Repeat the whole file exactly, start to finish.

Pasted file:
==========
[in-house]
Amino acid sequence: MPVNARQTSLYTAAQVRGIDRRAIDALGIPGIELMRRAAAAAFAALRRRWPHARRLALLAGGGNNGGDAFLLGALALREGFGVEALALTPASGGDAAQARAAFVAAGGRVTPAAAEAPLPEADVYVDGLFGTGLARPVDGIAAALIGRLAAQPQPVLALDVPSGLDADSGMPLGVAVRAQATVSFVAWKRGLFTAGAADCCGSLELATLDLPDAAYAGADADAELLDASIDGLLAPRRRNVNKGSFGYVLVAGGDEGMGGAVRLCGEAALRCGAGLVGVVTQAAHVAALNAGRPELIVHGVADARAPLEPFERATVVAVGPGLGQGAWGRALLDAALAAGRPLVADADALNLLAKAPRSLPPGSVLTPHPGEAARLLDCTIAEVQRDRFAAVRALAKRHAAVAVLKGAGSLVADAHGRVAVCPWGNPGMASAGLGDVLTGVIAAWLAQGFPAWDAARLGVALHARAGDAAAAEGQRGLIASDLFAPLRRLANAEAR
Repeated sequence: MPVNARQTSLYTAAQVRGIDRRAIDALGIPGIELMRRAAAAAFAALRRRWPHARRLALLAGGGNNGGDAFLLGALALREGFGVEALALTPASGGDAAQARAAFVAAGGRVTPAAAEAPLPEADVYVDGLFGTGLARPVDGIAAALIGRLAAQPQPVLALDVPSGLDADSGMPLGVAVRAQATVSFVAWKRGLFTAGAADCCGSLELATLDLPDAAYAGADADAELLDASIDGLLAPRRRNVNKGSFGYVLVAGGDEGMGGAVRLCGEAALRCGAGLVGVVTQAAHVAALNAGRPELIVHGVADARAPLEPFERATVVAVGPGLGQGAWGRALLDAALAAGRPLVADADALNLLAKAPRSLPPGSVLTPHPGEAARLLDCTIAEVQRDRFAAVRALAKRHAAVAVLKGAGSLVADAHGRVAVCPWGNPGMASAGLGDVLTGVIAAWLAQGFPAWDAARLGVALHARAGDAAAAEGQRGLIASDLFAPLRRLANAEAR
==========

[in-house]
Amino acid sequence: MPVNARQTSLYTAAQVRGIDRRAIDALGIPGIELMRRAAAAAFAALRRRWPHARRLALLAGGGNNGGDAFLLGALALREGFGVEALALTPASGGDAAQARAAFVAAGGRVTPAAAEAPLPEADVYVDGLFGTGLARPVDGIAAALIGRLAAQPQPVLALDVPSGLDADSGMPLGVAVRAQATVSFVAWKRGLFTAGAADCCGSLELATLDLPDAAYAGADADAELLDASIDGLLAPRRRNVNKGSFGYVLVAGGDEGMGGAVRLCGEAALRCGAGLVGVVTQAAHVAALNAGRPELIVHGVADARAPLEPFERATVVAVGPGLGQGAWGRALLDAALAAGRPLVADADALNLLAKAPRSLPPGSVLTPHPGEAARLLDCTIAEVQRDRFAAVRALAKRHAAVAVLKGAGSLVADAHGRVAVCPWGNPGMASAGLGDVLTGVIAAWLAQGFPAWDAARLGVALHARAGDAAAAEGQRGLIASDLFAPLRRLANAEAR
Repeated sequence: MPVNARQTSLYTAAQVRGIDRRAIDALGIPGIELMRRAAAAAFAALRRRWPHARRLALLAGGGNNGGDAFLLGALALREGFGVEALALTPASGGDAAQARAAFVAAGGRVTPAAAEAPLPEADVYVDGLFGTGLARPVDGIAAALIGRLAAQPQPVLALDVPSGLDADSGMPLGVAVRAQATVSFVAWKRGLFTAGAADCCGSLELATLDLPDAAYAGADADAELLDASIDGLLAPRRRNVNKGSFGYVLVAGGDEGMGGAVRLCGEAALRCGAGLVGVVTQAAHVAALNAGRPELIVHGVADARAPLEPFERATVVAVGPGLGQGAWGRALLDAALAAGRPLVADADALNLLAKAPRSLPPGSVLTPHPGEAARLLDCTIAEVQRDRFAAVRALAKRHAAVAVLKGAGSLVADAHGRVAVCPWGNPGMASAGLGDVLTGVIAAWLAQGFPAWDAARLGVALHARAGDAAAAEGQRGLIASDLFAPLRRLANAEAR